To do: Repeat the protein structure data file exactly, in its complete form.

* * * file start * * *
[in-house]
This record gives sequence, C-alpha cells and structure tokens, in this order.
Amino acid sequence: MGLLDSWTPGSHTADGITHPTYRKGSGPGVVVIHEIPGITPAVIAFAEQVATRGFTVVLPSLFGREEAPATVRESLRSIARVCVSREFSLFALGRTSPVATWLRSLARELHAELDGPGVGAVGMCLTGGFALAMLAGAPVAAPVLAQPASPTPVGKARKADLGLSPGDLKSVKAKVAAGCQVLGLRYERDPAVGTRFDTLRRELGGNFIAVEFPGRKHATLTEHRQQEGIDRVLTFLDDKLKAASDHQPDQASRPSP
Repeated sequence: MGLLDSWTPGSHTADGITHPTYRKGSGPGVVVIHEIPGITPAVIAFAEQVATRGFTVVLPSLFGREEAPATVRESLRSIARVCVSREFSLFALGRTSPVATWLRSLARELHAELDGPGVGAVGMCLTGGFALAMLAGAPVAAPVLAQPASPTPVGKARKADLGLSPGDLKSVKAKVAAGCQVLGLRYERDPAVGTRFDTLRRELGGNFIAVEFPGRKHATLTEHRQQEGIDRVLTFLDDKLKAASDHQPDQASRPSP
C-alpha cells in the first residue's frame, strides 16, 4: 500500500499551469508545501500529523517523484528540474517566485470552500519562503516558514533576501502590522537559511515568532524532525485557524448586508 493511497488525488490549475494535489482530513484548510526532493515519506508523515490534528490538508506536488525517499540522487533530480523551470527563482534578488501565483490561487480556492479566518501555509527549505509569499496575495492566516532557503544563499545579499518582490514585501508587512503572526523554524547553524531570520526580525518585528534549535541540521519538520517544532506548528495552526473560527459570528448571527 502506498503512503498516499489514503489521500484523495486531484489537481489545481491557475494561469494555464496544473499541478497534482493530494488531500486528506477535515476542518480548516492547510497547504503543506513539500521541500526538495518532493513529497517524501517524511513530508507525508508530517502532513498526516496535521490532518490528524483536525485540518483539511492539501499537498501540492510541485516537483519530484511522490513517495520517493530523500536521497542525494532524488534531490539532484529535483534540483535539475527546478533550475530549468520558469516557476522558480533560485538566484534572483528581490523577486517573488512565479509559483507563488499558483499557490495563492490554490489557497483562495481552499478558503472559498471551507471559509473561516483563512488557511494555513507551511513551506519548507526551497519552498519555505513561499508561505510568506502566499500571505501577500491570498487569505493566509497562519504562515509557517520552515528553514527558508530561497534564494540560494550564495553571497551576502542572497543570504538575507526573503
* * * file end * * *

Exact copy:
[in-house]
This record gives sequence, C-alpha cells and structure tokens, in this order.
Amino acid sequence: MGLLDSWTPGSHTADGITHPTYRKGSGPGVVVIHEIPGITPAVIAFAEQVATRGFTVVLPSLFGREEAPATVRESLRSIARVCVSREFSLFALGRTSPVATWLRSLARELHAELDGPGVGAVGMCLTGGFALAMLAGAPVAAPVLAQPASPTPVGKARKADLGLSPGDLKSVKAKVAAGCQVLGLRYERDPAVGTRFDTLRRELGGNFIAVEFPGRKHATLTEHRQQEGIDRVLTFLDDKLKAASDHQPDQASRPSP
Repeated sequence: MGLLDSWTPGSHTADGITHPTYRKGSGPGVVVIHEIPGITPAVIAFAEQVATRGFTVVLPSLFGREEAPATVRESLRSIARVCVSREFSLFALGRTSPVATWLRSLARELHAELDGPGVGAVGMCLTGGFALAMLAGAPVAAPVLAQPASPTPVGKARKADLGLSPGDLKSVKAKVAAGCQVLGLRYERDPAVGTRFDTLRRELGGNFIAVEFPGRKHATLTEHRQQEGIDRVLTFLDDKLKAASDHQPDQASRPSP
C-alpha cells in the first residue's frame, strides 16, 4: 500500500499551469508545501500529523517523484528540474517566485470552500519562503516558514533576501502590522537559511515568532524532525485557524448586508 493511497488525488490549475494535489482530513484548510526532493515519506508523515490534528490538508506536488525517499540522487533530480523551470527563482534578488501565483490561487480556492479566518501555509527549505509569499496575495492566516532557503544563499545579499518582490514585501508587512503572526523554524547553524531570520526580525518585528534549535541540521519538520517544532506548528495552526473560527459570528448571527 502506498503512503498516499489514503489521500484523495486531484489537481489545481491557475494561469494555464496544473499541478497534482493530494488531500486528506477535515476542518480548516492547510497547504503543506513539500521541500526538495518532493513529497517524501517524511513530508507525508508530517502532513498526516496535521490532518490528524483536525485540518483539511492539501499537498501540492510541485516537483519530484511522490513517495520517493530523500536521497542525494532524488534531490539532484529535483534540483535539475527546478533550475530549468520558469516557476522558480533560485538566484534572483528581490523577486517573488512565479509559483507563488499558483499557490495563492490554490489557497483562495481552499478558503472559498471551507471559509473561516483563512488557511494555513507551511513551506519548507526551497519552498519555505513561499508561505510568506502566499500571505501577500491570498487569505493566509497562519504562515509557517520552515528553514527558508530561497534564494540560494550564495553571497551576502542572497543570504538575507526573503